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High speed rail backers fail to play winning ACE
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It’s the $72 billion question — how can the California High Speed Rail Authority win over skeptics and investors?
The answer is actually right in front of them.
The language of the $10 billion bond voters approved for high speed rail included the possibility that some of the money could be used to fund the building of high speed rail tracks across the Altamont for the Altamont Corridor Express.
The tracks require minimum right-of-way acquisition. The operating plan calls for trains to travel at near normal speeds once they clear the Altamont Hills eliminating urban backlash. There is already a passenger base to build on. It can become a reality much quicker.
And given that being able to go 150 mph over the Altamont instead of the current 10 mph on curving Union Pacific rail lines and then going back to normal operating speeds on either side will reduce the travel time from Stockton to San Jose from 2 hours and 10 minutes to just 55 minutes is huge.
Why does that matter to the CHSRA? The current peak rush hour time between Stockton and San Jose by car is also just over 2 hours — if you are lucky. ACE currently takes the stress out of the commute and allows riders to work, relax or sleep instead of being hunched over a steering wheel for as much as four hours each day. Based on average wear and tear of a car with one person versus the price of an ACE ticket, riding the train is less expensive.
At the same time ACE’s fare box recovery of the actual cost of operating the system at times has surpassed 50 percent. The system has the highest fare box recovery for a heavy rail commuter train in the nation meaning it requires a smaller subsidy to operate.
Think what would happen if all of sudden the commuters cramming the Interstate 680 corridor could take a train and cut their commute time by more than half?
It has the potential to swell ACE’s ridership. Packed trains with a high fare box recovery would show high speed rail can work.
As it is the CHSRA has a rough road ahead. It could be another 10 years plus before trains roll between large enough metro markets to generate any significant amount of ridership. That’s assuming they can get the money from skeptical investors or convince voters it’s worth the money so elected leaders are comfortable dishing out more construction funds.
While high speed between San Francisco and Los Angeles calls for trains to push 240 mph — much faster than the 150 mph envisioned for ACE trains on the Altamont — the Stockton to San Jose corridor has a ready market approaching 100,000 commuters (assuming there are more than one person in many vehicles) that a faster train can lure into its seats.
And given the established transit hubs along the ACE line it would be much easier out of the chute to expand existing surface connections.
At the end of the day, there is an established hardcore five-day commute market between the Northern San Joaquin Valley and the Bay Area. There isn’t a large five-day commute market between Los Angeles and San Francisco. The reason the high speed train system serving Tokyo is so successful is because people take it every day to work not just on a once a week business trip or for pleasure.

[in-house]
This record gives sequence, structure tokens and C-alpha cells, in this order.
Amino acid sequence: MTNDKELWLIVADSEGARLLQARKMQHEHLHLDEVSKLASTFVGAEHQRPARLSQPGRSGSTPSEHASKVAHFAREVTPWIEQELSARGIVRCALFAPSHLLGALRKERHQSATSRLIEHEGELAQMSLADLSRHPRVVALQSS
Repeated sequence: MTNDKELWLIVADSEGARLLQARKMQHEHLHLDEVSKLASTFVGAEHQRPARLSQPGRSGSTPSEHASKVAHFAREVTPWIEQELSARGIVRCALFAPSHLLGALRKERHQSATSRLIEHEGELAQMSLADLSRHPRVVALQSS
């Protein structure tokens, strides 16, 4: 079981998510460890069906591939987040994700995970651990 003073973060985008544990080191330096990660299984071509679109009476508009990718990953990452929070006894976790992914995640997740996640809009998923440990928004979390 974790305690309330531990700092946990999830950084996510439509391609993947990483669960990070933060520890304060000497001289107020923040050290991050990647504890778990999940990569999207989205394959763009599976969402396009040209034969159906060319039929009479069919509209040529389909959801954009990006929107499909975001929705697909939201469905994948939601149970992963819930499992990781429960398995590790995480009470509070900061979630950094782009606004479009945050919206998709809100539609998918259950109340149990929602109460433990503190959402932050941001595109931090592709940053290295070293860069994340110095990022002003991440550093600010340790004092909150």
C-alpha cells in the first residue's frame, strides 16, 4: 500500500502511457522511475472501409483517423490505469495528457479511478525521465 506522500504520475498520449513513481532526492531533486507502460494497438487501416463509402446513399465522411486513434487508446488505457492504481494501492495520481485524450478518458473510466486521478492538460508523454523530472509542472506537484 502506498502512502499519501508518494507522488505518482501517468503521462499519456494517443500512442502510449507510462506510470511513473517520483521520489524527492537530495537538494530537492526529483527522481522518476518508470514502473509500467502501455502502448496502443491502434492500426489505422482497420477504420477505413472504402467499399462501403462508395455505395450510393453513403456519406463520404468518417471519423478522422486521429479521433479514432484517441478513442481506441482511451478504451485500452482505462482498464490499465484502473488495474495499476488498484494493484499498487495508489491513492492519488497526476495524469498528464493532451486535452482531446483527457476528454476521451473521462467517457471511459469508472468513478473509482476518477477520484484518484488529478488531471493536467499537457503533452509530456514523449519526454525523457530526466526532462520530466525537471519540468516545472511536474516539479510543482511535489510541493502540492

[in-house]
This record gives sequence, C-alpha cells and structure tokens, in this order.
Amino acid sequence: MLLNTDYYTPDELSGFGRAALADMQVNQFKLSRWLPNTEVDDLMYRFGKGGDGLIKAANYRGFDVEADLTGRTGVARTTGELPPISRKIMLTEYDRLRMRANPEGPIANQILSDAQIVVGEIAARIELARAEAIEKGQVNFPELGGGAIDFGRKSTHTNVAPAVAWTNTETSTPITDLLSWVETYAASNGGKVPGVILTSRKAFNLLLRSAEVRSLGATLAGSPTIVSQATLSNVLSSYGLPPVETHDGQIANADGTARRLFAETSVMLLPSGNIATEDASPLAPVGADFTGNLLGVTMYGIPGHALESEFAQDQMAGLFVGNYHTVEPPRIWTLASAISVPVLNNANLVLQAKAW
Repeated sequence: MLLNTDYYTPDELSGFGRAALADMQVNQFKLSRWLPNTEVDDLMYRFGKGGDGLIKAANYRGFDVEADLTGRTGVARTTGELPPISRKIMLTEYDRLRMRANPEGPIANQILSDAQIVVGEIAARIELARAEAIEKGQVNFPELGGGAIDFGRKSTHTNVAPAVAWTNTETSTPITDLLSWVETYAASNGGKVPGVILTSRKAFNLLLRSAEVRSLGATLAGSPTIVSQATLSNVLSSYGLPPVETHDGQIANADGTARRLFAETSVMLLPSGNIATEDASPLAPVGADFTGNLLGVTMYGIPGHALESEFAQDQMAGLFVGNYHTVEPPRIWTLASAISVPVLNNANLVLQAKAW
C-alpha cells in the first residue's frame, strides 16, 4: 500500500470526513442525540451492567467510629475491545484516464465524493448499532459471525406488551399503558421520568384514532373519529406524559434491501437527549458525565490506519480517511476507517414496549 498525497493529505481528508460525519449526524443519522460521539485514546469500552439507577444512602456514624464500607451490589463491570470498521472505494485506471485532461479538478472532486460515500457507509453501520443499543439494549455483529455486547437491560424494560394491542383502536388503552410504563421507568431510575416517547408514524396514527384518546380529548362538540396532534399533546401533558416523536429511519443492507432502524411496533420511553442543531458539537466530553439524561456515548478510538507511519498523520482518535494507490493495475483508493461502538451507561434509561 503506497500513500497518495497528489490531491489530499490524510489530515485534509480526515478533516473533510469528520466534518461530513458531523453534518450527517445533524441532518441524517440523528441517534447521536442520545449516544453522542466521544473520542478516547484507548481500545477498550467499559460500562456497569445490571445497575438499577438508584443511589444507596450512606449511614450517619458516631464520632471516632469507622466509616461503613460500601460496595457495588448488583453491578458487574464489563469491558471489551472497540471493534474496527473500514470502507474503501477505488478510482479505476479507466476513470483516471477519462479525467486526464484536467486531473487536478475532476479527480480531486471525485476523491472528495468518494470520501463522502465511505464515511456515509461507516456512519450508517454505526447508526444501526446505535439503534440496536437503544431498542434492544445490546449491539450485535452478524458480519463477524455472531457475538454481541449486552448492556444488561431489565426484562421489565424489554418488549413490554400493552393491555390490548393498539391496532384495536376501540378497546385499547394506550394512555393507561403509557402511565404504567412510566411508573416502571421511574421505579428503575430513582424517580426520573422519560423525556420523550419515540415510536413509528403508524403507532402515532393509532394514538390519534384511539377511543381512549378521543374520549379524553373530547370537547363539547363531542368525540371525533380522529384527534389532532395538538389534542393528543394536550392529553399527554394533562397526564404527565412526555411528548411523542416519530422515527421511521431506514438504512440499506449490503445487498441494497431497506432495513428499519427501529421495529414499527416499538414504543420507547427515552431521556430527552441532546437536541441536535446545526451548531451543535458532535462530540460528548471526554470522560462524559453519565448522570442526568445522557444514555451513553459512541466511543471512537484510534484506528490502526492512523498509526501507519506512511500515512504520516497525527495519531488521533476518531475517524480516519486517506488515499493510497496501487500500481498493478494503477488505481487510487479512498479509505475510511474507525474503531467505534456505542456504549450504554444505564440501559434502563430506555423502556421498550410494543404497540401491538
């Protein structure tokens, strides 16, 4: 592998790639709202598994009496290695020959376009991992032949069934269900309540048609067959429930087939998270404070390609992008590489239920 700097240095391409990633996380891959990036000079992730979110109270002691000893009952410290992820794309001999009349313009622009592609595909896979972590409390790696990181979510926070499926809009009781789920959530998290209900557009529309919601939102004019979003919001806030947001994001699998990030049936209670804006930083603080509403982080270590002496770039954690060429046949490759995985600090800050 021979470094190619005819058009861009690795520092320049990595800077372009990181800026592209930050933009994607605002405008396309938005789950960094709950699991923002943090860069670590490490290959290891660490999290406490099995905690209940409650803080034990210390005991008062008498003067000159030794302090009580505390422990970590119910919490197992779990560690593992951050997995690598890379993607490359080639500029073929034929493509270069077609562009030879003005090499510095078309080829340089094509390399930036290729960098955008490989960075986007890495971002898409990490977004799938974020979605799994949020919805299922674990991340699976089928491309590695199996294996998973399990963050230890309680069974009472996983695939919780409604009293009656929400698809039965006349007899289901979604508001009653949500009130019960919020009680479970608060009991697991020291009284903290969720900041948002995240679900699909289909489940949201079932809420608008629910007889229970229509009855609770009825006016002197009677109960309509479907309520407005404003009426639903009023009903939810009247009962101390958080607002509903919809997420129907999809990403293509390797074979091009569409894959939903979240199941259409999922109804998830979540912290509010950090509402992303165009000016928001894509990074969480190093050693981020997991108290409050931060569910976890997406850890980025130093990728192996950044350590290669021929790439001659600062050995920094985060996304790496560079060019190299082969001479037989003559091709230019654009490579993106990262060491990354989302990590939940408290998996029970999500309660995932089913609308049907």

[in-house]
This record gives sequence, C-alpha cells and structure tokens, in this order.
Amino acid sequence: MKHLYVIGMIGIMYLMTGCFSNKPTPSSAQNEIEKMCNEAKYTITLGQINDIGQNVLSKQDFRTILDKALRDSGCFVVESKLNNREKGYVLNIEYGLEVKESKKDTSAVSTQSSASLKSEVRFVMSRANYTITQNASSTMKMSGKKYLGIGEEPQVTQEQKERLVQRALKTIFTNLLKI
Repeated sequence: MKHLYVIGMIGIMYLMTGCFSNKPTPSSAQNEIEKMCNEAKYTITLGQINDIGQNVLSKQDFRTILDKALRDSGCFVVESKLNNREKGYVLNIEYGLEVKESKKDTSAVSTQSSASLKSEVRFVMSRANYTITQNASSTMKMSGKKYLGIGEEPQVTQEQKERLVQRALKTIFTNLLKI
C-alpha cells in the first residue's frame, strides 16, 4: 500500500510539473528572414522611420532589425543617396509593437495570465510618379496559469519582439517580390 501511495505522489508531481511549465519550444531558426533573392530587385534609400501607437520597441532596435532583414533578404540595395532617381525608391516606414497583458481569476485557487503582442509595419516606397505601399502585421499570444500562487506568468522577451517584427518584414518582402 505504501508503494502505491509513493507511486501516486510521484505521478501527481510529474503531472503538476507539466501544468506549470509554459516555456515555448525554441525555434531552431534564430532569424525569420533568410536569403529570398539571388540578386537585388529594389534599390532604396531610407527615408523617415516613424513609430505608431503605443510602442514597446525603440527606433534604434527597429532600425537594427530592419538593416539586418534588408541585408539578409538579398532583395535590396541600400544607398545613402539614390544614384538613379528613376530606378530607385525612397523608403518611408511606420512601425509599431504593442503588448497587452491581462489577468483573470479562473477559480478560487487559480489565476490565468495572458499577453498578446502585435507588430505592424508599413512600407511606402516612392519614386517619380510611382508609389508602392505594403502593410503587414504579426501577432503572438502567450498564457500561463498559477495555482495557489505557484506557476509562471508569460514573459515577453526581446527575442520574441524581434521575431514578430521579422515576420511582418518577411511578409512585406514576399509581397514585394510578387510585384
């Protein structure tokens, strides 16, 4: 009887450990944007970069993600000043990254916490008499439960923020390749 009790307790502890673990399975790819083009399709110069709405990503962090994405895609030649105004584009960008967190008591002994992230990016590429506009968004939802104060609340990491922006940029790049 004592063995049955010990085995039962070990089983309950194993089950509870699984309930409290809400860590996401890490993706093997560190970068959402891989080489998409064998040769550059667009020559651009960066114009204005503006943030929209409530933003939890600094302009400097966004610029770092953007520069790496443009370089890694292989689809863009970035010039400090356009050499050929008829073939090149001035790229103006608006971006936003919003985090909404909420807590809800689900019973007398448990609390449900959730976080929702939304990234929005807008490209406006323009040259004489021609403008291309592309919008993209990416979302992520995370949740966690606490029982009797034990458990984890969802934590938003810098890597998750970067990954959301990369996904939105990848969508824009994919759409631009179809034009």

In a way, it’s good that the CHSRA is trying to bite off Los Angeles to San Francisco if you are among those opposed to the project.
The long drawn out construction schedule, the cutbacks in design, and difficulty getting money secured to fund the basic backbone segment from LA to SF dramatically increases the chances it will never succeed.
Just because they started it, doesn’t mean it will be finished.
The West — including California — is littered with abandoned railroad right-of-ways where the dream overshot reality. Some of those rail lines operated for years on a limited itinerary falling way short of their grandiose plans.
Also keep in mind high speed rail isn’t the Transcontinental Railroad. It isn’t essential to open up large swaths of the state to development. There are other alternatives out there — jets, cars, and buses — to travel between LA and SF.
Most people going to LA still need cars once they get there. Put two or more people in a car bound from San Francisco to LA and the operating cost per mile plummets to the point high speed rail becomes much more expensive.
People going to and from work over the Altamont use their cars on workdays basically just to go to work and back home.
State Sen. Cathleen Gagliani was on the right track when she successful fought to include language that allowed the CHSRA to put part of the $10 billion bond voters approved toward the ACE corridor.
It’s too bad the CHSRA commission has since squandered the chance to use ACE as a demonstration project of what high speed rail is capable of doing.
It’s much easier to sell investors and a skeptical public using a working and successful system in a bid to secure $72 billion in funding than is a lot of conjecture in the form of analyses and assumptions spelled out in reams of paper.

This column is the opinion of executive editor, Dennis Wyatt, and does not necessarily represent the opinion of The Bulletin or Morris Newspaper Corp. of CA.  He can be contacted at or 209.249.3519.